Bulls And Bears

Outlook dims as hopes of US-China deal fade

Grim economic data from China adds to gloom; STI loses 0.27% on thin trade

Market excitement over a supposed US-China trade deal petered out yesterday in the wake of analyses that called the promises "meaningless" and just "low-hanging fruit" that China has offered before.

"China dodges more tariff hikes and gets more pork and soya beans (which) it needed anyway; the Americans get less angry farmers in crucial voting states," said Mr Jeffrey Halley, senior market analyst for Asia-Pacific at Oanda.

"Everyone's a winner, but everything stays the same, as no progress on the hard stuff has occurred."

China's trade data for last month, released yesterday, further darkened the outlook. It showed a quickening slide in exports, continued contraction in imports and factory prices declining at the fastest pace in more than three years.

Key indices in China snapped a five-day winning streak on the back of the dire economic news, and Hong Kong ended lower as well.

South Korea closed flat while Australia and New Zealand eked out some small gains.

The Straits Times Index (STI) edged down 0.27 per cent or 8.28 points to 3,116.17. Trading was thin, with just 975.8 million securities worth $728.8 million changing hands, and losers outnumbering gainers by 191 to 165.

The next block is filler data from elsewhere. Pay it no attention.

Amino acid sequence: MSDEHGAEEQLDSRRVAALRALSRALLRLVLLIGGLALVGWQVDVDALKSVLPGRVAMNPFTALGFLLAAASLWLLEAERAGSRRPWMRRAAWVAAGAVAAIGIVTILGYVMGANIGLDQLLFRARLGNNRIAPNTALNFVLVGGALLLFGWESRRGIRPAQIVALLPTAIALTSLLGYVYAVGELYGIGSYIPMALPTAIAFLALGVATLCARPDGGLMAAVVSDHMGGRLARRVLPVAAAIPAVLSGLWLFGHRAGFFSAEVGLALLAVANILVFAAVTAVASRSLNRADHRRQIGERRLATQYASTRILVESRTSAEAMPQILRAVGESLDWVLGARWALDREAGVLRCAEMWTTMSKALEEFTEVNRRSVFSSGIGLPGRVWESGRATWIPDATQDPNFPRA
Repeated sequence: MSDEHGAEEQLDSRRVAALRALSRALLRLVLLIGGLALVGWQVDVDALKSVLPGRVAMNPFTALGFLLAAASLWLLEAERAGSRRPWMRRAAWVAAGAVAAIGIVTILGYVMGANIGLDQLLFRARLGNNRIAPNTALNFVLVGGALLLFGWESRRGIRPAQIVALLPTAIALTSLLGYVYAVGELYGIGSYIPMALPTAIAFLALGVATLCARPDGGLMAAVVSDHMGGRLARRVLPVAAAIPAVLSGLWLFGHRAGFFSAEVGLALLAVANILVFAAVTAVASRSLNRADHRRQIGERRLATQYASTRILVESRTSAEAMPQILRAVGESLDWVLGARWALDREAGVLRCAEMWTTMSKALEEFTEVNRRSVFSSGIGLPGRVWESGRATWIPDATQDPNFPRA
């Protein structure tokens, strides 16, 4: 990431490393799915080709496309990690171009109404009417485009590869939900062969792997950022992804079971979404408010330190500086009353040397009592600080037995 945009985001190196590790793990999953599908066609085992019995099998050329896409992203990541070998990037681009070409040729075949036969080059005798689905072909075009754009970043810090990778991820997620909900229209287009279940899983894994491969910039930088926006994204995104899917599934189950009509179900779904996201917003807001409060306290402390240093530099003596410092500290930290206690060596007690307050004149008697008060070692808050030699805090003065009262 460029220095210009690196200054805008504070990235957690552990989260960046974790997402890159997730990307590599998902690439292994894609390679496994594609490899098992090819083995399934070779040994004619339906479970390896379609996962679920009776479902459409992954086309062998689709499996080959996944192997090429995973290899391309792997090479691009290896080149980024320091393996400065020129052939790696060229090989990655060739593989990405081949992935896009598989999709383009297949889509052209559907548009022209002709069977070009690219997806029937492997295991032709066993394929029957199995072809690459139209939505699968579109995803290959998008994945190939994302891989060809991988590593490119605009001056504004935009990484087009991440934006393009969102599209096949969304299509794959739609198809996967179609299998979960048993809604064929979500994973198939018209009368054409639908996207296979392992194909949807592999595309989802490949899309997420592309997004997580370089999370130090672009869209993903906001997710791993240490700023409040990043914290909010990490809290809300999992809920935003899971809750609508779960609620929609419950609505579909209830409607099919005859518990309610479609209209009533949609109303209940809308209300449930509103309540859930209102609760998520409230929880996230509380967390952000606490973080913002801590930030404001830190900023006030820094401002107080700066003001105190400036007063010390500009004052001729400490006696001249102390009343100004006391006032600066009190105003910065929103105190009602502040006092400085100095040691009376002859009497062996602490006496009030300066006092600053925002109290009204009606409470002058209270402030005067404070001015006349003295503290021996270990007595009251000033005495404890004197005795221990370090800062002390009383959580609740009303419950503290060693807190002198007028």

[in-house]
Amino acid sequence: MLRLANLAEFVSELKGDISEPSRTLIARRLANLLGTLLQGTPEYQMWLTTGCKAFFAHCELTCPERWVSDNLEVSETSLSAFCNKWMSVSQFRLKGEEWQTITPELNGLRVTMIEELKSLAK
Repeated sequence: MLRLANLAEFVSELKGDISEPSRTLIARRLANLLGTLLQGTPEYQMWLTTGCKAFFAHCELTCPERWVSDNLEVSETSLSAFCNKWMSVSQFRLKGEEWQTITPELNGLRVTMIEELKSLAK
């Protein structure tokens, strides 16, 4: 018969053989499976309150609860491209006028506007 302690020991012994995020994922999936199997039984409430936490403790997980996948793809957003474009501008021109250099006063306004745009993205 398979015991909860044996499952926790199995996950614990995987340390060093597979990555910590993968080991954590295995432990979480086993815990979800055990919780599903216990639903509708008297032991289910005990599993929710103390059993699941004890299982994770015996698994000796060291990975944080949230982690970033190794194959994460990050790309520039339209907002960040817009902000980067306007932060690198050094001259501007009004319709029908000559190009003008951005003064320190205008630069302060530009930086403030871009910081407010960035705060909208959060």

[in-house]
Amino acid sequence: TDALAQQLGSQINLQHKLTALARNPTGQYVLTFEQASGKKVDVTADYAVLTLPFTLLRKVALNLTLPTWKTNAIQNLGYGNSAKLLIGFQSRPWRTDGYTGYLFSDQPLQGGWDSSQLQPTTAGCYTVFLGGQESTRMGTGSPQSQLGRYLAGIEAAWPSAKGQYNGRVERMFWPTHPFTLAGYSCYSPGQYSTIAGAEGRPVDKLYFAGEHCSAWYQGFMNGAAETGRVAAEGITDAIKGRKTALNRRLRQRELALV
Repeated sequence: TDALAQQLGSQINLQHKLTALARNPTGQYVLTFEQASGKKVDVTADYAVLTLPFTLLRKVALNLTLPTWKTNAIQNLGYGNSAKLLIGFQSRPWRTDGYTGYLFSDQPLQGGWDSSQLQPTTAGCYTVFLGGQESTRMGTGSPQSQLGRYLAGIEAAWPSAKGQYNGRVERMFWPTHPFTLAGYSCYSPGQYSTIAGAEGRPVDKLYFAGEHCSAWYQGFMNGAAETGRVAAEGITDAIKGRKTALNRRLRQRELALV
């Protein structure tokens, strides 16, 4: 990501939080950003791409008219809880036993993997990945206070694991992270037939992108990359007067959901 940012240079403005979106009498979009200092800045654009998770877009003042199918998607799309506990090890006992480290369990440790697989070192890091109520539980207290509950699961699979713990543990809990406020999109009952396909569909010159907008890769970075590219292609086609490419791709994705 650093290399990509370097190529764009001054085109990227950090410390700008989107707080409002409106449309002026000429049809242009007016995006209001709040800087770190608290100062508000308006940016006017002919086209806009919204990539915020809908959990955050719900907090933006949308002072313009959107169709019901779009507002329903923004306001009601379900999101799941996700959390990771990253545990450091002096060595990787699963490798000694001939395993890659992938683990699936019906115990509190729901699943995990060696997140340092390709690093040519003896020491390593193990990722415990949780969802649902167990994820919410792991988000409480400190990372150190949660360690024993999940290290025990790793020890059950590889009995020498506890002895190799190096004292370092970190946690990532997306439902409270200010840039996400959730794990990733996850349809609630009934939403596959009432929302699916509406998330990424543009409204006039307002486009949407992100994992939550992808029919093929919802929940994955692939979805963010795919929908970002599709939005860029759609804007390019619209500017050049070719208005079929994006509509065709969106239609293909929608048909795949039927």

But Japan's Nikkei index surged nearly 2 per cent to a near six-month high.

At home, Golden Agri-Resources was the top traded counter, on 62.9 million shares. The palm oil giant surged as much as 7.1 per cent at the opening, the most since July 1, before tapering off to close at 21.5 cents, up 2.38 per cent.

It was followed by Y Ventures, which gained 4.46 per cent to 11.7 cents on volume of 28.4 million.

Real estate investment trusts (Reits) contributed a fair bit to trading volume, led by CapitaLand Mall Trust, which fell 1.14 per cent to $2.60 with 11.4 million units done.

It was joined by Mapletree North Asia Commercial Trust, down 2.36 per cent to $1.24 with 10.8 million units traded, and Ascendas Reit, down 1.27 per cent to $3.11 after 9.2 million units changed hands.

Keppel Infrastructure Trust (KIT) gained 0.92 per cent to 55 cents. It reported a distribution per unit of 0.93 cents for the third quarter on Monday. DBS research analyst Suvro Sarkar noted that KIT's acquisition of Australian chemicals group Ixom in the first quarter "diversifies the asset base, stabilises net asset value decline, lengthens the effective life of the trust, and creates organic growth potential, which was largely missing till now".

A version of this article appeared in the print edition of The Straits Times on October 16, 2019, with the headline 'Outlook dims as hopes of US-China deal fade'. Print Edition | Subscribe